Difference between BH's and BH's?

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In summary, black holes can be classified into three different sizes: supermassive, stellar, and primordial. Supermassive black holes are found in galactic cores and are believed to form through mergers of smaller black holes. Stellar black holes are the most common species and form when a massive star goes supernova or a neutron star accretes too much mass. Primordial black holes are the smallest and most exotic species, theorized to have formed shortly after the big bang through extreme pressure. They may be detectable today through their evaporation via Hawking radiation.
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I am wondering what the fundamental differences are between small Black Holes and more massive Black Holes, besides from one is smaller than the other :)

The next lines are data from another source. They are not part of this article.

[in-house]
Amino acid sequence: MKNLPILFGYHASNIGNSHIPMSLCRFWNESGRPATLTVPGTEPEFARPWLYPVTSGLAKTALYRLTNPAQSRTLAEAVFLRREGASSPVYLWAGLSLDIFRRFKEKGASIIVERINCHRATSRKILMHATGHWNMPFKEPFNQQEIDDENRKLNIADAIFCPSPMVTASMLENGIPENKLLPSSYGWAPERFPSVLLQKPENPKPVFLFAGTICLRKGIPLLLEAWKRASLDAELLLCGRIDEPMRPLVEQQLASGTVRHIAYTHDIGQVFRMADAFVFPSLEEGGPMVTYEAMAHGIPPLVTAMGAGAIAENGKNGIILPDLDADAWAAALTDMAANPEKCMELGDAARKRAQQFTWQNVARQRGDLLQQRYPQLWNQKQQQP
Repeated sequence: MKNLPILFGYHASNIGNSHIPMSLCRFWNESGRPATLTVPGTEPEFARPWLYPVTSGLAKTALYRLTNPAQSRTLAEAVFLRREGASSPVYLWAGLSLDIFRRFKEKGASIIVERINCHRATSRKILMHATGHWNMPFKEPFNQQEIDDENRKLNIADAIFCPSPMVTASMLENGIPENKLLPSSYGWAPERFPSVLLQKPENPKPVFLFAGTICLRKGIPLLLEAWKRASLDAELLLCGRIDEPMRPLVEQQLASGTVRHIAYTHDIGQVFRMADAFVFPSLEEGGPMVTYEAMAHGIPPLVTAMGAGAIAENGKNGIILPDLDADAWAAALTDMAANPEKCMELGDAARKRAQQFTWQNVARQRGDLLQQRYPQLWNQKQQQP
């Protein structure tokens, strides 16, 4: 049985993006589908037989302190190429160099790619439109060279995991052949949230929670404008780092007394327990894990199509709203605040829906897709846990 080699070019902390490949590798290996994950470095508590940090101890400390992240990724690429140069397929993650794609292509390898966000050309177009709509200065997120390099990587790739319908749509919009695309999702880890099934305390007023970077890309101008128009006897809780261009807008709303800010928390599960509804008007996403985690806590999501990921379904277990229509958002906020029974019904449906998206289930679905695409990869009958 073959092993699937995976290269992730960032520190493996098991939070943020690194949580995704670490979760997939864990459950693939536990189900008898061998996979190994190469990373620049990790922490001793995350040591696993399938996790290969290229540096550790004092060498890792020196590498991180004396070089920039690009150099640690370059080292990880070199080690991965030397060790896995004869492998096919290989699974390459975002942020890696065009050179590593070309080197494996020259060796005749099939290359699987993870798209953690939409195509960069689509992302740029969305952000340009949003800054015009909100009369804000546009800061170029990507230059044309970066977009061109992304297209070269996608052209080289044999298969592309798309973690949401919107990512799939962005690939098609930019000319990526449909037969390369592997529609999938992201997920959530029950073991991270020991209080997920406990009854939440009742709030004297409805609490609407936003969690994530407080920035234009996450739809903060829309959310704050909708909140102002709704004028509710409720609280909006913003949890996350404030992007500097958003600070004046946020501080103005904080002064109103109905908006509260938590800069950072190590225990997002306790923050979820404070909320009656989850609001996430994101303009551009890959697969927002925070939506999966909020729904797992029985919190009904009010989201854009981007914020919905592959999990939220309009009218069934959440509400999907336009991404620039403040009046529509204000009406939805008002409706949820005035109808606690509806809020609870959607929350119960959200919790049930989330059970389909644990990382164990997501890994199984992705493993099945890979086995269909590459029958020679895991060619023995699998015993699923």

Event Horizon differences? Does a smaller black hole spin quicker than a more massive black hole? If so what is the gravitational effect of this?

Also, are densities of BH's always the same (infinite density?), just with differing radius'?
 
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  • #2
The more massive black hole has an event horizon with a larger radius. The rotation of a black hole is not related to its mass.

The "density" of black holes is an ambiguous quantity. If you mean the mass inside the event horizon divided by the volume inside the event horizon, the density is never zero. If you mean the density of the classical singularity, it's always infinite. The singularity has zero radius; infinite density implies zero volume.